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Mixed reaction to Obama’s science budget proposals

President Obama’s budget proposal for fiscal year (FY) 2013 would increase federal non-defence R&D by 5 per cent to nearly $65 billion, and keep three key science agencies on a budget-doubling trajectory.

However, some observers are warning that other key research agencies would be hit.

Obama’s proposal, released on 13 February, would increase funding for the National Science Foundation (NSF) by 4.8 per cent to $7.4bn; the Department of Energy (DOE) Office of Science by about 2.5 per cent to $5bn; and the National Institute of Standards and Technology (NIST) research laboratories by 14 per cent to $708 million.

In addition, the budget request would increase the Department of Homeland Security’s S&T funding by more than 26 per cent to $729m.

Despite this significant boost for the research community amid a difficult funding environment, reaction to the proposal was mixed. One concern is the fact that funding for the National Institutes of Health (NIH) would be frozen at $30.7bn.

While many research advocates appreciated the president’s overall support for science and technology, they argued that a frozen NIH budget would stall medical breakthroughs in coming years.

Research!America’s chairman, John Porter—a former Republican Congressman who once chaired the House Appropriations Committee that funded NIH and other science agencies—said in a statement that the administration’s NIH recommendation “fails to capitalise” on the power of the agency’s funding to drive new businesses, jobs and treatments.

“We simply cannot freeze investments in biomedical research,” he warned. “The consequences would be disastrous as global competition intensifies.”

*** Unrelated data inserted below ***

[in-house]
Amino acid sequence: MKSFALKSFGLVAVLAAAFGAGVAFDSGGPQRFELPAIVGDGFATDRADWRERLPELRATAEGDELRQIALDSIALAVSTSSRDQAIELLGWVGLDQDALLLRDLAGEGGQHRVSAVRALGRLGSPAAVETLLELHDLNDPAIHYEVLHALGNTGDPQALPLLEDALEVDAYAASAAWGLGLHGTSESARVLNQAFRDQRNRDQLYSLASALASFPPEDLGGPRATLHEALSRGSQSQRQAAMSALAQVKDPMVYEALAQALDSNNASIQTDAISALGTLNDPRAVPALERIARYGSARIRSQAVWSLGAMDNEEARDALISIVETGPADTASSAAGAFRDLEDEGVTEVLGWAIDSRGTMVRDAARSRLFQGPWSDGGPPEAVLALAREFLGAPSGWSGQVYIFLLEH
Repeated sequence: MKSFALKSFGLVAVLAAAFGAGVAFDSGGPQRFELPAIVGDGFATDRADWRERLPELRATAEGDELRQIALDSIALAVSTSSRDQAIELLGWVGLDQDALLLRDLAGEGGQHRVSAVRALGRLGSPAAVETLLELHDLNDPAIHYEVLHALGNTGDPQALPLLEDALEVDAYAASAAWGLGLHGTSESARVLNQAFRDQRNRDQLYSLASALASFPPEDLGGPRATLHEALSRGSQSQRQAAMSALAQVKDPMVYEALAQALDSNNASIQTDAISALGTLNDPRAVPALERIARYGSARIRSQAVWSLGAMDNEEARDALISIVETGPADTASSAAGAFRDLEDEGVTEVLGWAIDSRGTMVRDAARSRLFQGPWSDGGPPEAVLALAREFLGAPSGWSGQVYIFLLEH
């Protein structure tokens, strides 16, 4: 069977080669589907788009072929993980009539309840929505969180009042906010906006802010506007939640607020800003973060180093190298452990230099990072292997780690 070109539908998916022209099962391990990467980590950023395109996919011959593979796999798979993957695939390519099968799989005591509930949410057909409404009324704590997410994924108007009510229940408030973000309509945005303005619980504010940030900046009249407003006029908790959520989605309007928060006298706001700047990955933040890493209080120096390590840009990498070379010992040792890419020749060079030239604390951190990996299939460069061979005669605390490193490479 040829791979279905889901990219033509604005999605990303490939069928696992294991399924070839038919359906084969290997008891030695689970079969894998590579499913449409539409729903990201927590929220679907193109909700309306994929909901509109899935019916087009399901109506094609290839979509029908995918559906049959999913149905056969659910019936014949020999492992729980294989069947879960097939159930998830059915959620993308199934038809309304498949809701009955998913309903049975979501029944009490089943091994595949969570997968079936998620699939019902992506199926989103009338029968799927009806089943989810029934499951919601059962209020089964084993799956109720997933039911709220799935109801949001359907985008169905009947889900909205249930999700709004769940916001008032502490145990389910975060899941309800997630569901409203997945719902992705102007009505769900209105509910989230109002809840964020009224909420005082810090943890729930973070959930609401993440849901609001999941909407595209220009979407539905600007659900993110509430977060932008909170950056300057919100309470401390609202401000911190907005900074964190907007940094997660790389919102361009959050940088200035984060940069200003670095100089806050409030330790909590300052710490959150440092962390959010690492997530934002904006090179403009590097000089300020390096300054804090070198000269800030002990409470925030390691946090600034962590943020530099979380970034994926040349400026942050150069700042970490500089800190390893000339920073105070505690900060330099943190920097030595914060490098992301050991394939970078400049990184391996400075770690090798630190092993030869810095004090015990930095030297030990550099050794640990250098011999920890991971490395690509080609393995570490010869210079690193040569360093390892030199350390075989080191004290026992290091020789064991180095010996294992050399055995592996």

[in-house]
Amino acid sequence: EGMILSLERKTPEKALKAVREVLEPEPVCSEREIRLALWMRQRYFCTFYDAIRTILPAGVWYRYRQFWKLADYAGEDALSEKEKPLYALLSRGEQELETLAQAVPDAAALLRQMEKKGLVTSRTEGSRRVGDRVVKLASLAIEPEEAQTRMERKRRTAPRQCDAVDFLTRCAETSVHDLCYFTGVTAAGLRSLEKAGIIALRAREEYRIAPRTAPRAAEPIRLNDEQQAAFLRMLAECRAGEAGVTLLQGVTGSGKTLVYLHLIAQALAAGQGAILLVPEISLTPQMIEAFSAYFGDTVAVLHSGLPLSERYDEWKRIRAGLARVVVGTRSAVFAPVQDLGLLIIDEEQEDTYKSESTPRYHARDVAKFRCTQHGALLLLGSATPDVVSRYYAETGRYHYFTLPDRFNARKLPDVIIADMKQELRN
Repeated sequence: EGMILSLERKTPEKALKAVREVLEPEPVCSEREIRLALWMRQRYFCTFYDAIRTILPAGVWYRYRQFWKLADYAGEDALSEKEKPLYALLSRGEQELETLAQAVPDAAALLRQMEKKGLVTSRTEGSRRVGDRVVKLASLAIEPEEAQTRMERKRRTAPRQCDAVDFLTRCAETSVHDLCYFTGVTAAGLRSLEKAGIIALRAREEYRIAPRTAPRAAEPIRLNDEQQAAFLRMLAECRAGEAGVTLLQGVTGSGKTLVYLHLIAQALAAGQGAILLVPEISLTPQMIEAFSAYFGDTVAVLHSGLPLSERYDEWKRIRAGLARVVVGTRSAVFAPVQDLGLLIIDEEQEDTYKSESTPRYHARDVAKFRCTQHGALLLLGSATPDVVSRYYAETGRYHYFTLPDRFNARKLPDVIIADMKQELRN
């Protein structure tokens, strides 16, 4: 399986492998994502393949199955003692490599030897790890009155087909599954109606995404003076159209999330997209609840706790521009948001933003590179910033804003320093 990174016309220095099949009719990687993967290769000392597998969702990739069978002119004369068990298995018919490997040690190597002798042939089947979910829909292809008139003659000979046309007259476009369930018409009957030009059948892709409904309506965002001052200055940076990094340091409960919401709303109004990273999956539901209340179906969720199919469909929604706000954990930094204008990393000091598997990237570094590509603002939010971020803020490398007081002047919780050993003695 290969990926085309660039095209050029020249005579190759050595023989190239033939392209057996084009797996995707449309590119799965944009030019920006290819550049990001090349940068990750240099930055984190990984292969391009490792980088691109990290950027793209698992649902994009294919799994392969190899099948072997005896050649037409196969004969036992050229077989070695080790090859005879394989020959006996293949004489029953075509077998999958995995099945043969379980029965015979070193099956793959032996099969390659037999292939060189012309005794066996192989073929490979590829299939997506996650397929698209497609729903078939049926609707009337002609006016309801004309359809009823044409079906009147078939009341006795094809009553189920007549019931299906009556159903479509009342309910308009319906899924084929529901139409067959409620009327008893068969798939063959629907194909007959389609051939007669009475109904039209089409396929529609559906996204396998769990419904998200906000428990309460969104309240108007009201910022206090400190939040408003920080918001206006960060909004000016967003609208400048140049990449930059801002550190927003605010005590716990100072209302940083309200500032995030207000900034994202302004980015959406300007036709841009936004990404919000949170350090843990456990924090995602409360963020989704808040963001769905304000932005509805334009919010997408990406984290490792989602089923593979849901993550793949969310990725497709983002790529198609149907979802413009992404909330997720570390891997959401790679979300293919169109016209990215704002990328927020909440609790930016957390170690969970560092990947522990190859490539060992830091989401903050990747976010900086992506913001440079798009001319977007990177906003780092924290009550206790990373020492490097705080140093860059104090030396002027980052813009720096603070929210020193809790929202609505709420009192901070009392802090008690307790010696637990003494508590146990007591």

The Association of American Medical Colleges’ president, Darrell Kirch, also cautioned that the administration’s proposal to freeze NIH’s funding would jeopardise “the long-term health of the nation in favor of short-term deficit reduction proposals”.

The president of the Federation of American Societies for Experimental Biology, Joseph LaManna, agreed that the NIH budget request was “substantially below that necessary to sustain the current research effort”.

He said it would force the agency to “sacrifice valuable lines of research in order to keep up with rising costs and new mandates”.

However, Obama’s budget proposes that NIH implement “new grants management policies” to increase the number of new research grants it awards by directing resources away from “lower-priority activities”.

Other science agencies would actually see cuts under the president’s proposal.

The Department of Agriculture would see its R&D funding fall 1.5 per cent to $2.3bn, Defense R&D would decrease by more than 2 per cent to $71.2bn, and the National Oceanic and Atmospheric Administration would see its R&D decline by 3.8 per cent to $552m, the White House said.

NASA’s budget would be held flat but its planetary science funding would be slashed by 20 per cent down to $1.2bn, which some say would likely force the agency to abandon key international partnerships.

“Fallout from the threatened budget cuts is forcing NASA to back out of international agreements with the European Space Agency (ESA) to partner in the Mars Trace Gas Orbiter, planned to launch in 2016, and threatens the ExoMars rover, set to launch in 2018,” the Planetary Society warned in a 13 February release.

“Without NASA to provide launches and critical equipment, Europe has turned to Russia to keep the missions alive by becoming its partner in the missions,” the group added.

The president’s budget request is just the first step in the appropriations process for FY2013, since both chambers of Congress must develop their own proposals and then reconcile them before sending a final measure to Obama for his action. But the research community is emphasising that a lot is at stake.

Mark Wrighton, the Chancellor of Washington University in St. Louis, suggested in a 13 February statement that some areas of the president’s budget, like the NIH, would “require increased funding to ensure continued US leadership”.

Data recently released by the National Science Board indicate that R&D expenditures in China and nine other Asian countries has risen to match that of the US, and that while the US continues to maintain a position of leadership, “it has experienced a gradual erosion of its position in many specific areas”.

The non-profit Science Coalition, made up of leading public and private research universities, estimated that this shift has meant the loss of more than one-quarter of the hi-tech manufacturing jobs in the US over the last decade as US-based multinationals have opted to place more of their R&D operations overseas.